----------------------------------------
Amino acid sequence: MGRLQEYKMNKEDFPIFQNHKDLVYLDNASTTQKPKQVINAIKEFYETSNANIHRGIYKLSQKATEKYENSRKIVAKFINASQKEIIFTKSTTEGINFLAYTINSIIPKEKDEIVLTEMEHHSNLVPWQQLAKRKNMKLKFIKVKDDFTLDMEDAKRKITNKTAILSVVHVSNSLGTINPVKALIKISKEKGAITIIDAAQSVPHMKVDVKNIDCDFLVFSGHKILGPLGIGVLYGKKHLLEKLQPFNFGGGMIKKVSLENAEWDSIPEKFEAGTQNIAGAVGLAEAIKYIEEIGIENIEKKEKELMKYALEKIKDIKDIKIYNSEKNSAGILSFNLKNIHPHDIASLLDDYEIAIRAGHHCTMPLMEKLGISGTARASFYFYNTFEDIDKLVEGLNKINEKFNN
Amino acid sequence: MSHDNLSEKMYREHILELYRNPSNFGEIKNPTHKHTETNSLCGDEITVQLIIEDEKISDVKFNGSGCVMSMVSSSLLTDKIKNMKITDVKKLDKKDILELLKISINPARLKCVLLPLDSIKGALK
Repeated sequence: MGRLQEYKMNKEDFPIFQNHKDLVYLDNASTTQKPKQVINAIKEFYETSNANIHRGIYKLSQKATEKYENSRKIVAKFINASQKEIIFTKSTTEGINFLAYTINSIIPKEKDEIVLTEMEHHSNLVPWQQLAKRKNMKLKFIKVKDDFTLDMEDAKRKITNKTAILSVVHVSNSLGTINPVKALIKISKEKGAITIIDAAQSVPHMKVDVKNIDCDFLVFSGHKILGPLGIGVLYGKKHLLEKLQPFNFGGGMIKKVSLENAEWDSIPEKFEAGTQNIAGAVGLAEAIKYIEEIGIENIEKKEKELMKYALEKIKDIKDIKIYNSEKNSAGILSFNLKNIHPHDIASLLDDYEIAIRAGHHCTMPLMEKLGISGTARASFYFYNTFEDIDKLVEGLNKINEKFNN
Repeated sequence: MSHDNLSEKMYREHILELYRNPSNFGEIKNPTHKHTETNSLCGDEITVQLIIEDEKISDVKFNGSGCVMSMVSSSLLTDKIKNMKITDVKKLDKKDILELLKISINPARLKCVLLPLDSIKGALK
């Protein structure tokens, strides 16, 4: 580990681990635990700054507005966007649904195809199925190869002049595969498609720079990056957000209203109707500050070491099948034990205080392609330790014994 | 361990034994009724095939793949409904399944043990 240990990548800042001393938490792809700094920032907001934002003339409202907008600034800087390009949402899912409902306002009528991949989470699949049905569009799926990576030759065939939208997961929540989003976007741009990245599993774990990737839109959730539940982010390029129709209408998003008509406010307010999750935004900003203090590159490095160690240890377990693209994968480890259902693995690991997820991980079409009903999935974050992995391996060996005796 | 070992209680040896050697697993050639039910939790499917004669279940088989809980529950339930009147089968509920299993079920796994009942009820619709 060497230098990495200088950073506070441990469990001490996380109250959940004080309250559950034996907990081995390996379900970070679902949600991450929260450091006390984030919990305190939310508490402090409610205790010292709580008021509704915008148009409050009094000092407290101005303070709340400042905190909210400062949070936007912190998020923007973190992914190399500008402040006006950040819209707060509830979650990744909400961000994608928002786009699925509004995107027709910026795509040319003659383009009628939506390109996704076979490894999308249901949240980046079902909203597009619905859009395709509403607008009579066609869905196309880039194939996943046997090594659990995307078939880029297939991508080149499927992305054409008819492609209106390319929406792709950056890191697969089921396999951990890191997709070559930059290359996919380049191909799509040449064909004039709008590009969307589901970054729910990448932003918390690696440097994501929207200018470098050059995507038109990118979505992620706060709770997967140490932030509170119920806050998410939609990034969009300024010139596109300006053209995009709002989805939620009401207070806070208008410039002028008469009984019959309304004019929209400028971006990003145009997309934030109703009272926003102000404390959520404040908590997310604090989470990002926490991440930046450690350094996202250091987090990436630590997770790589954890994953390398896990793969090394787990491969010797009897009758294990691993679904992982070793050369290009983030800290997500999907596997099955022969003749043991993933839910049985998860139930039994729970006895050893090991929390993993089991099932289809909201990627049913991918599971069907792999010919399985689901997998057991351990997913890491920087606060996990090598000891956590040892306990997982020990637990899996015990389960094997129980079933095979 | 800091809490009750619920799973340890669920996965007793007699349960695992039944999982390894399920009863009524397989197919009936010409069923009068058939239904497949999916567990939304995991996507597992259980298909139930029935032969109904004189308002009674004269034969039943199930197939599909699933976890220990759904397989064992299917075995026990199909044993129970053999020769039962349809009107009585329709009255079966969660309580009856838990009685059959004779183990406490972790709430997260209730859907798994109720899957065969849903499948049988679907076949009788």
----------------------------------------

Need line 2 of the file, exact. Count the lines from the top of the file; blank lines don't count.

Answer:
Amino acid sequence: MSHDNLSEKMYREHILELYRNPSNFGEIKNPTHKHTETNSLCGDEITVQLIIEDEKISDVKFNGSGCVMSMVSSSLLTDKIKNMKITDVKKLDKKDILELLKISINPARLKCVLLPLDSIKGALK